The fertilizers farmers use will one day be manufactured from algae or hydrogen fuel, not natural gas, and they’ll be ‘SMARTer’ too, said a speaker at St. Jean Farm Days last week.
These will be long-lasting sensor-based nano fertilizers, not likely to be nearly as easy to handle as current products, and which may reside in the soil for multiple crops, making annual field applications a thing of the past.
“You’re laughing,” said Mario Tenuta, professor of applied soil ecology in the University of Manitoba’s department of soil science at the reaction of some audience members last week. “You’re going to be buying it.”
Or at least a next generation of farmers will. These products are still in development. But we’re already moving to enhanced efficiency sources and precision N use is becoming increasingly critical.
“The future is this,” he said. “Environmental issues will be a big driver of nitrogen use, sources and production technologies.”
In Manitoba about one-third of GHG emissions are from agriculture, and one particular GHG — nitrous oxide (or N20) — is emitted into the environment every time we add nitrogen to soil, said Tenuta. Regulators are bound to turn their attention to this as governments move to meet their emissions targets reductions.
Prime Minister Justin Trudeau unveiled a plan in early October to put a price on carbon, starting at $10 per tonne in 2018 and rising to $50 per tonne by 2022, for example.
Agriculture in Canada accounts for about 10 per cent of all this country’s greenhouse gas (GHG) emissions.
The two large sources of emissions of GHGs related to nitrogen fertilizer stem from manufacturing it from natural gas and using it on the fields. Each time nitrogen is added to soil, a complex chemical process results in a fraction lost as N20 to the atmosphere.
“If we have any hope of reducing GHGs in Manitoba, who do you think will be counted on to contribute?” he asked.
What farmers should be more concerned about, instead of paying higher costs to buy fertilizer, is the impact a tax on emissions from N20 could have, he continued.
His analysis of the impact carbon costing would have on the price of fertilizer is that at a carbon cost of $50 a tonne, a 100-kg bag of N would increase by $10.
That’s not much compared to the volatility farmers already experience in fertilizer prices, he said.
“The carbon tax on manufacturing a fertilizer is actually going to be a fraction of the cost of buying the fertilizer,” he said.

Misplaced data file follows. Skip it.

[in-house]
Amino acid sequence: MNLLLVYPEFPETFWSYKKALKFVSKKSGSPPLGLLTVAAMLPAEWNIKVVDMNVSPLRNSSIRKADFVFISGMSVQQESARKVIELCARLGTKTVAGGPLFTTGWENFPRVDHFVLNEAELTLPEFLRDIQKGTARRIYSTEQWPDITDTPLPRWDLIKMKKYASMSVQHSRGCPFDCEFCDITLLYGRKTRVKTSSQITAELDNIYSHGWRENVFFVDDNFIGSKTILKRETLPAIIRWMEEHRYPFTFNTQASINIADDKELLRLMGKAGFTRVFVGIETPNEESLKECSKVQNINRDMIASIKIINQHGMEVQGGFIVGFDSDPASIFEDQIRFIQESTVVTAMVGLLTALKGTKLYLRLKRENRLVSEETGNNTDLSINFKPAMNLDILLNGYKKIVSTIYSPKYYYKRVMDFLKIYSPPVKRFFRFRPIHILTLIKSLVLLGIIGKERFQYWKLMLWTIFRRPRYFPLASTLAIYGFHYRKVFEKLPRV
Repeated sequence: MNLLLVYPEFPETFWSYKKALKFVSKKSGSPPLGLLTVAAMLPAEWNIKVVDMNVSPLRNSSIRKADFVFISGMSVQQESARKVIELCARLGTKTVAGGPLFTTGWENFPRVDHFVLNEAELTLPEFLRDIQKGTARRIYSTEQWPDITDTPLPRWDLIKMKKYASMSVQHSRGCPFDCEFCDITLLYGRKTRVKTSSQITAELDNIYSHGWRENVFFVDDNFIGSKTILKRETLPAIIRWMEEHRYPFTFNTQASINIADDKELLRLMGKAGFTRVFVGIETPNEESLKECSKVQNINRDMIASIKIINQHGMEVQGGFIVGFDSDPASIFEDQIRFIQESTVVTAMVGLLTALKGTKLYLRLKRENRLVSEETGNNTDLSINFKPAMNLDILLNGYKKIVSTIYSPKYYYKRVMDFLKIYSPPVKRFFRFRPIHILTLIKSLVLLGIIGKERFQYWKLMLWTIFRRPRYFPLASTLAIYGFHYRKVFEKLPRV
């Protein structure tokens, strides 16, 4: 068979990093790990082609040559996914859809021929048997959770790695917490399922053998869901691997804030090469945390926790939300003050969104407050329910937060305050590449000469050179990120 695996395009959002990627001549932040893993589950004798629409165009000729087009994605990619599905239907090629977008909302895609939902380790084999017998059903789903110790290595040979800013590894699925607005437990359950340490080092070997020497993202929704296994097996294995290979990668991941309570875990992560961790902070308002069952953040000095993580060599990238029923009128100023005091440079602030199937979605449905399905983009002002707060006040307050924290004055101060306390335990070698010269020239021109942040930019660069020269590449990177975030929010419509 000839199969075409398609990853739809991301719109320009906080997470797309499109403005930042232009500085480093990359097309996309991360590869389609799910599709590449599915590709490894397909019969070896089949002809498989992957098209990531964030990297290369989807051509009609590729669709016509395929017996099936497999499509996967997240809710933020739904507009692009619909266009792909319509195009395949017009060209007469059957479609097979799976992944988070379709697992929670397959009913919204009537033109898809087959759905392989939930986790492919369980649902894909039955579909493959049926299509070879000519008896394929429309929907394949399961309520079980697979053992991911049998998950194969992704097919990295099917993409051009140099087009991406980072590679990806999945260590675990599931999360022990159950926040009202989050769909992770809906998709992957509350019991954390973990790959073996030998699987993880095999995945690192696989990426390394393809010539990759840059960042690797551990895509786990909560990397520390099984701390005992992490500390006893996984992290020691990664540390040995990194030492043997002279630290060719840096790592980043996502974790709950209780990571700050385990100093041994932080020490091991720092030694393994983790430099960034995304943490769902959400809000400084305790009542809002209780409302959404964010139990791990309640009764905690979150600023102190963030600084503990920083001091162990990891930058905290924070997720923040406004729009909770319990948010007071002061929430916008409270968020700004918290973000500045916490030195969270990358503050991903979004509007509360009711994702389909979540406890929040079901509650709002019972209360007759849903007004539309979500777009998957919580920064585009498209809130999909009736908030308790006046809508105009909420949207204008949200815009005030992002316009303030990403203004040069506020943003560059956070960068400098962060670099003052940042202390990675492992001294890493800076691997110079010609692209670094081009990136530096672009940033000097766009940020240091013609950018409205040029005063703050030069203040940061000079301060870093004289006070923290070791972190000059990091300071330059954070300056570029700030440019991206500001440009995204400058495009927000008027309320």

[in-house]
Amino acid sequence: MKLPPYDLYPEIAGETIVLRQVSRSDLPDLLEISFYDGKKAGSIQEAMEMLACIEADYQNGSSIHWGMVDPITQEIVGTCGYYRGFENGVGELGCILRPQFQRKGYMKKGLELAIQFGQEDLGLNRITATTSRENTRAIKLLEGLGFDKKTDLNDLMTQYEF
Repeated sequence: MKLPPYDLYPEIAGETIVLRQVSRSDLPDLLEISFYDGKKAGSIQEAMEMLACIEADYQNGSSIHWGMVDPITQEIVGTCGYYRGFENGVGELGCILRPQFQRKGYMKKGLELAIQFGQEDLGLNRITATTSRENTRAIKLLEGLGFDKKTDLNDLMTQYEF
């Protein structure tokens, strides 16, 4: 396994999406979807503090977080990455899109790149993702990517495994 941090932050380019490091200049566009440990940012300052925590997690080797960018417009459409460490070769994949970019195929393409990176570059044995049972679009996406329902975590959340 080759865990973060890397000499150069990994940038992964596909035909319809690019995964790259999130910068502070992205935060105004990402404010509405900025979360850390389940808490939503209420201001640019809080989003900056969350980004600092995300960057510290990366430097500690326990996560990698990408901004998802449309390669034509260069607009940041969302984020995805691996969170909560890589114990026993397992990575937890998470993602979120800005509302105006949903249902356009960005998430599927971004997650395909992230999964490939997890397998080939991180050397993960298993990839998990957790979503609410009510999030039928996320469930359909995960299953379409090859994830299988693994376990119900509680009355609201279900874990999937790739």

But should government decide to impose a tax based on N20 emissions it will be a very different story.
“The carbon cost of the N20 that was emitted from using that fertilizer is closer to $50 per hectare for using that 100 kg of nitrogen,” he said.
“What is most important, actually, is reducing the N20 emissions from the field that comes from using that fertilizer,” he said.
“That’s what we should be concerned about.”
And that’s why adoption of best management practices that will help reduce N20 emissions now is so critical, he continued.
“We’re going to have to be a lot smarter about how we use our nitrogen and how we put it in our rates,” he said, adding that that’s where the 4R nutrient stewardship program can help.
The 4Rs stand for right rate of fertilizer (to match crop needs), right time of application (so nutrients are available when plants need them) right place (keeping nutrients where crops use them) and right source (the type of fertilizer is matched to crop needs).
“Precision nitrogen management is going to be more important as we move forward,” he said.
Other tools available to farmers include soil testing for residual N, three-inch-deep banding, and applying as late into fall as possible.
Tenuta said the whole aim of their research is to show growers already using these practices the real advantage in what they’re doing.
What farmers can certainly expect in future is that their farms will eventually be monitored on their N usage.
“You’re probably going to have to be certified someday to use it,” he said.
“Nitrogen rates definitely are going to be scrutinized moving forward and the sources of fertilizer you’re using are going to be scrutinized.”
One of the advantages farmers will give Manitoba, enabling the province to meet provincial GHG reduction targets, is growing more soybean, Tenuta also said.
Soybeans don’t require added nitrogen and research shows the N it produces does not convert to N20.
“It (soybean expansion) won’t just help us reach our targets,” he said. “It would actually be unmanageable if we didn’t have soybeans. Manitoba is in a situation where we’ll be able to reach reduction targets easier than other provinces because we have increasing acreages in soybean.”